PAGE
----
Tuesday, February 8, 2011

A Contemplative Vision of Light

Last week, I posted my grandmother's beautiful "prayer in color" and mentioned that it came to her during one of the darkest times in her life. I know this to be true because of the papers it was found with.

My Uncle Marvin was killed during World War II. He was in the navy, on a tanker in the Atlantic which was torpedoed in 1942. According to the best evidence recovered, he jumped off the ship after the explosion and drowned. In the family papers, you can see a spiritual and emotional progression - a worried letter asking him why he is not writing more often, a notification that his ship had been lost at sea, continued communication leaving the family hanging, desperate letters asking for information or belongings, the consoling letter of a survivor about what had happened, and finally an announcement one year later that Marvin had been declared dead.

My grandmother had some contemplative and mystical experiences during this time that are part of the fabric of my own spirituality. As I read through these bits of lingering grief, I can feel the agony a mother must have felt over her lost son. But I am struck by her faith. She writes of her spiritual exploration during this time of darkness.

She writes in her journal "This is the record of the peculiar and supernatural things, and impulses connected with our sorrow, and the disaster of the Fall of "42." She recalls a burning impulse to lay hands on his head and pray blessings on him the last time she saw him and her regret at not following the impulse. She relayed the experience of taking him to the bus station, and her husband saying "that may be the last time we'll ever see him," and her resistance to feeling that way. She talked of her husband's depressing resistance to going to Annual Conference in October of 1942, when Marvin had died but they didn't know it yet. She ended with the experience of peace and the sense that "God is so good" even while they awaited confirmation for many months. As she wrote these things in her journal, she still had hope that somehow he might be all right.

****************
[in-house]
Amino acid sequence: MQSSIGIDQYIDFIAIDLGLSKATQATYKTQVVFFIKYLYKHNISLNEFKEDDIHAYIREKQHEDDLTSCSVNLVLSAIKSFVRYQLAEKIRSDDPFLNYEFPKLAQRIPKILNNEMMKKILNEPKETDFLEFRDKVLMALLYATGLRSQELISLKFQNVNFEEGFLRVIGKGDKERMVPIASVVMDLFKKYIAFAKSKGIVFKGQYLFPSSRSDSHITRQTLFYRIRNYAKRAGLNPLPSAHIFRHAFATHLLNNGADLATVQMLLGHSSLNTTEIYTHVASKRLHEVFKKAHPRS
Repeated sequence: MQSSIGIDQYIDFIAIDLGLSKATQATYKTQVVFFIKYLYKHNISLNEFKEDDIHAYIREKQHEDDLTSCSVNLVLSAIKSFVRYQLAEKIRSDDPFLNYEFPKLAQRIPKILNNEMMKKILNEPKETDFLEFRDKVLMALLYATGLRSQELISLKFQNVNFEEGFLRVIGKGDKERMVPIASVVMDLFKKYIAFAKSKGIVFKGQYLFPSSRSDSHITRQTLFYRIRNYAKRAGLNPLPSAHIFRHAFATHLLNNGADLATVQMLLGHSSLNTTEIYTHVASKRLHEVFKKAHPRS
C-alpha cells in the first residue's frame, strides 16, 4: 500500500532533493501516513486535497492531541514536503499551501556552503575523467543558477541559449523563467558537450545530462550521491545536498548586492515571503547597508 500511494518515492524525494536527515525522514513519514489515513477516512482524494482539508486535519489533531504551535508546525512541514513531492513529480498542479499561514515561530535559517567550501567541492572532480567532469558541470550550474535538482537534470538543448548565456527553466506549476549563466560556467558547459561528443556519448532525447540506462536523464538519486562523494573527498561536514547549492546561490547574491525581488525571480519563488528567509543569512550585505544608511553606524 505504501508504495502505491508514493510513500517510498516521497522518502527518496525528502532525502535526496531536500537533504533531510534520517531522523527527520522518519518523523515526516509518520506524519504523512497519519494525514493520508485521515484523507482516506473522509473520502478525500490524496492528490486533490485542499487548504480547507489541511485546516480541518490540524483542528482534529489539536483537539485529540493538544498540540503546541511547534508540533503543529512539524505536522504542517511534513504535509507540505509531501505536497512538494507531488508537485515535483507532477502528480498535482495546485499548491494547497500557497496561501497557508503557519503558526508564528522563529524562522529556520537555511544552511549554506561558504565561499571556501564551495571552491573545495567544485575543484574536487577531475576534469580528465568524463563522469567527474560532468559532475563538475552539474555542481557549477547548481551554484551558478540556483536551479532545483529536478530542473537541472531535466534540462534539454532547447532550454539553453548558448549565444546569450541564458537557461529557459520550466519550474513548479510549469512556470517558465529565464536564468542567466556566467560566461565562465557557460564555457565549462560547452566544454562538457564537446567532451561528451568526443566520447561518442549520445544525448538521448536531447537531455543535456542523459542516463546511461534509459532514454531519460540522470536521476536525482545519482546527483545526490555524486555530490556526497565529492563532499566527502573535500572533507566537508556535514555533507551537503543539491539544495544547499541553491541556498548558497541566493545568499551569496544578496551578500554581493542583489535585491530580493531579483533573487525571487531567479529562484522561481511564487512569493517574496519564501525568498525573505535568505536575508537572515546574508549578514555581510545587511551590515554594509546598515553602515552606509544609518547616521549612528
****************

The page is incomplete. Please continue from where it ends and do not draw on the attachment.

The one that caught my attention the most was a dream she had soon after they saw Marvin last. She saw a convoy wrecked and felt all the shock and horror that she felt when later she "received the fatal telegram Nov. 19." In the dream, she felt a peaceful calm, and saw a light or halo which settled, framing the face of one of her boys. She awoke and called her husband, feeling the dream was some sort of warning or message.

Granny was not the first person in history to have a mystical experience of light shining in the darkness. I have often wondered why this image has always been so powerful for me in my prayer time. I think now I've discovered why.